I fully anticipate him getting the ball a little bit more as we move forward here, but you never know how those games are going to turn out.
Q. As you know, the backup quarterback is one play away from being called on. We haven’t seen a lot of Alex Padilla. Would there be a major dropoff if he had to come in, the state of his progress? And then as you might imagine, a lot of fans ask us about Deuce Hogan. We haven’t seen a look of him so maybe you can give us a progress report on what he’s doing behind the scenes.
BRIAN FERENTZ: I’d start with Spencer because I think Spencer, his progress is indicative of Alex’s progress is indicative of Deuce’s progress from this standpoint. It’s been a unique year, obviously, and it continues to get a little bit more unique by the week.
But I know we’ve talked about it in the past, when you look at the calendar year, right, so you lose all of spring ball, you lose 15 practices. You lose a lot of time in the weight room from the course of May to late July going into August. You lose all that time but also in that time you lose in the weight room, you lose a lot of time on the field doing skills and drills, working on routes on air, 7-on-7, all the things that go into the skill development that the quarterback, receiver, tight end, running back, anybody who’s touching the ball, those skill positions.
When you lose all that time, unfortunately you don’t get it back. I’ll tell you, I think it’s difficult to become a great quarterback on Zoom. I think Zoom is important. It’s allowed us to communicate here today, whatever video service we’re using. But you can’t become a great football player. You can’t become a great quarterback certainly on Zoom. You can get better, and those guys that we’re talking about right now all got better during that period, which is a testament to their work ethic, a testament to their commitment to being good football players.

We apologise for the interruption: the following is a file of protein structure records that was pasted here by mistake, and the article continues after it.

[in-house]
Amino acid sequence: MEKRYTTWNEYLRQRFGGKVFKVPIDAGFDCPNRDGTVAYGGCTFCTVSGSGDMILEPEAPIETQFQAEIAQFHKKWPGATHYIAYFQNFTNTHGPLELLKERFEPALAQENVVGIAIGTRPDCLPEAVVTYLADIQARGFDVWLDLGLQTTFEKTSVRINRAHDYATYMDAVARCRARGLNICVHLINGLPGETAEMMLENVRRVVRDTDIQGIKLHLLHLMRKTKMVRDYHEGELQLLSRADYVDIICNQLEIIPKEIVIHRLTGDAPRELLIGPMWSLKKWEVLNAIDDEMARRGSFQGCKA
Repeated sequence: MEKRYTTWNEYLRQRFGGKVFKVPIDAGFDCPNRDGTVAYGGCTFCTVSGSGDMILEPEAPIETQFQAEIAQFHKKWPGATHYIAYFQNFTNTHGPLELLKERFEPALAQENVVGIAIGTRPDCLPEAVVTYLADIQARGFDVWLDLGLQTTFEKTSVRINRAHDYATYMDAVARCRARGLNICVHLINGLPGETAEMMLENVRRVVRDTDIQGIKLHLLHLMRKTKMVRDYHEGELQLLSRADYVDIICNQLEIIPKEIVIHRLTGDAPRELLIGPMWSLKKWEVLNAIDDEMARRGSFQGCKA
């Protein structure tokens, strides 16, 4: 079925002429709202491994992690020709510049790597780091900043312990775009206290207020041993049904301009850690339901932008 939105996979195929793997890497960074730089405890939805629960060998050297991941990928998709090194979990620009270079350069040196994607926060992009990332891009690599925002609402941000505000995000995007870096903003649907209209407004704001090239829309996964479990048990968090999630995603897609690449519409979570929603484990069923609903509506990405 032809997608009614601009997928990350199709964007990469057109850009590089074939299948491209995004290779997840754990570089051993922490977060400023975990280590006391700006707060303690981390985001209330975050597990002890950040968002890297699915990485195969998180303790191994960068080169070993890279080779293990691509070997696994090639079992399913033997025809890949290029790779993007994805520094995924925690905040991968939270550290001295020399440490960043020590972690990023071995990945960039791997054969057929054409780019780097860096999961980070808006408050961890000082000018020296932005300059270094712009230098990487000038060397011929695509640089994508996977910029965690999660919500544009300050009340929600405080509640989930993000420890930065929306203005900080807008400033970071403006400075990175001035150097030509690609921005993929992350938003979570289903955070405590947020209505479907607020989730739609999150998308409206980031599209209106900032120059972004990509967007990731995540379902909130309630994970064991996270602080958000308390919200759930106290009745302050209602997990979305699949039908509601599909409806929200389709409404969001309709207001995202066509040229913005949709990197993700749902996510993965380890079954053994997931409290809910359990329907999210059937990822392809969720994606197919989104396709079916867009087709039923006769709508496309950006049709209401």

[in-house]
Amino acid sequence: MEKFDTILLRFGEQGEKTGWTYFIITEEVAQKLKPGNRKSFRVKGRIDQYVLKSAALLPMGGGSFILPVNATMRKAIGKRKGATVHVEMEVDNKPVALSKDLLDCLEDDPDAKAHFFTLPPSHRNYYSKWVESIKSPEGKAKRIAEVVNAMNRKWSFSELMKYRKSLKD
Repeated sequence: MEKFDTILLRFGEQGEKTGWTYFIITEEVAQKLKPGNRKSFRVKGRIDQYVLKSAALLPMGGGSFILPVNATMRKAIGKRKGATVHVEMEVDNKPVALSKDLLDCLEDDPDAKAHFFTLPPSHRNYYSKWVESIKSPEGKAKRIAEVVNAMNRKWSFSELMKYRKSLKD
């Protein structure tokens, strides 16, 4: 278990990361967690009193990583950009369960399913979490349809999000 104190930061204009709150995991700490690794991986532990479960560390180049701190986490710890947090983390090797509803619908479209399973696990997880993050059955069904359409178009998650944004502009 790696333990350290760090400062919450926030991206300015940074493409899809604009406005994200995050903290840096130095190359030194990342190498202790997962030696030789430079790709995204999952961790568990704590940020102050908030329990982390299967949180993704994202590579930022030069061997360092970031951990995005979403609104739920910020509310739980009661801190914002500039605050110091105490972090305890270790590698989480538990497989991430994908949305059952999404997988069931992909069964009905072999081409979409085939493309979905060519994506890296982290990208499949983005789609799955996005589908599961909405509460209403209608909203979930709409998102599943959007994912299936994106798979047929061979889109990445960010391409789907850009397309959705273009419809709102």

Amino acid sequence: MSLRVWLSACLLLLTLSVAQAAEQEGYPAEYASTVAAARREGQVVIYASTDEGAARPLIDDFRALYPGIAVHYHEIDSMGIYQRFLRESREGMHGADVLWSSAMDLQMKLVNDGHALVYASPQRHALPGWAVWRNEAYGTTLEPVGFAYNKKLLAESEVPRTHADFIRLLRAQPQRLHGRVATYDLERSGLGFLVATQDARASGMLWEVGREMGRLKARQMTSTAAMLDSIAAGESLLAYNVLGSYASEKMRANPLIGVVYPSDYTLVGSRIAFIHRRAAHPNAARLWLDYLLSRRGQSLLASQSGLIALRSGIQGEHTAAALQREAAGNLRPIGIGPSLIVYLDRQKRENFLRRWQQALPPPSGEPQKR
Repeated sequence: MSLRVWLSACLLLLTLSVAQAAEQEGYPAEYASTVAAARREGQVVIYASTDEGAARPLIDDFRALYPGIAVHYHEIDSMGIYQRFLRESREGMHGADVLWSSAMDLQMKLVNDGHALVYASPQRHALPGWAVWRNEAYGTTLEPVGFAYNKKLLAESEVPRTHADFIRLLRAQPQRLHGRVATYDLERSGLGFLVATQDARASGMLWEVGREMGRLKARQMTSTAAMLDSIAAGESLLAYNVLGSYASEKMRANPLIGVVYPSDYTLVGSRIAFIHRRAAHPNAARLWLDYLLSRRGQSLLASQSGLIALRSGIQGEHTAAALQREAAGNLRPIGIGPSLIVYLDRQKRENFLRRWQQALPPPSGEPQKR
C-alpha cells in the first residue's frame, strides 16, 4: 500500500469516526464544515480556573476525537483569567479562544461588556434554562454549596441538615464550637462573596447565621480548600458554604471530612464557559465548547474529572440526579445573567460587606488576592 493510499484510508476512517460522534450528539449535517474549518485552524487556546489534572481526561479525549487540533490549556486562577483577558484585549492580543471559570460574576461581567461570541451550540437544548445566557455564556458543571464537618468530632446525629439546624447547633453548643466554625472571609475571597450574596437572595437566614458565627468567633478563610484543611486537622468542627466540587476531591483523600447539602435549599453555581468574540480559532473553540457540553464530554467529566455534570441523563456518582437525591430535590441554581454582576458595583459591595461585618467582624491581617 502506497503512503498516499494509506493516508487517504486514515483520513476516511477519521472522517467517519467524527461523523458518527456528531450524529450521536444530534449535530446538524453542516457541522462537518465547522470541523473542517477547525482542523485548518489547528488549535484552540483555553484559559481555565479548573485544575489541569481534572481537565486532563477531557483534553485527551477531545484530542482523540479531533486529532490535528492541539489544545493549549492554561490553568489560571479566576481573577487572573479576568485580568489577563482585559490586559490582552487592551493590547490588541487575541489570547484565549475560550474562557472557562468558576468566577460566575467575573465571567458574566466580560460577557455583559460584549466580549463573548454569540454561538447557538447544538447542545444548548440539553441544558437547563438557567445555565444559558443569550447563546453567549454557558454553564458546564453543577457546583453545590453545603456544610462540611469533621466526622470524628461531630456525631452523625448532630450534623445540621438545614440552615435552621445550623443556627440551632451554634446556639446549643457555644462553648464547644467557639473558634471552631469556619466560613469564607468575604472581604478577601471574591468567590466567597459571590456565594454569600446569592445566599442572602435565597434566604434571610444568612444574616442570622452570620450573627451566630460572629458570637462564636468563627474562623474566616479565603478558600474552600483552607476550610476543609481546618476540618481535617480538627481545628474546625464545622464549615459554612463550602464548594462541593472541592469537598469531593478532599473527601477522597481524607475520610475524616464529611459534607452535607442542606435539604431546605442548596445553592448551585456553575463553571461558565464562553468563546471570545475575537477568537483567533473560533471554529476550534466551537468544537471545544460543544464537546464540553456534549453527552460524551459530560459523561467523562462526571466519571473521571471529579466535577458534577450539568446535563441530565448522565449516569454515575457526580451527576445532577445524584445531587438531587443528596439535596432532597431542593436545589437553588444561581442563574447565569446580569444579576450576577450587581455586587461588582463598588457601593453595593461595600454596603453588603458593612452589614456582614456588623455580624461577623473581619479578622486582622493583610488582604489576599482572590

But the reality is without being out on the field and throwing and catching that ball, you’re losing time in that skill development.
Now, the only thing you can do is try to make up for lost time once you get going again, which for us was briefly in August and then again really in late September and October.
What I’ve tried to do and what we’re all trying to do as a staff is look at our progress and try to be realistic about our expectations and what we’re trying to get done as we progress through this period.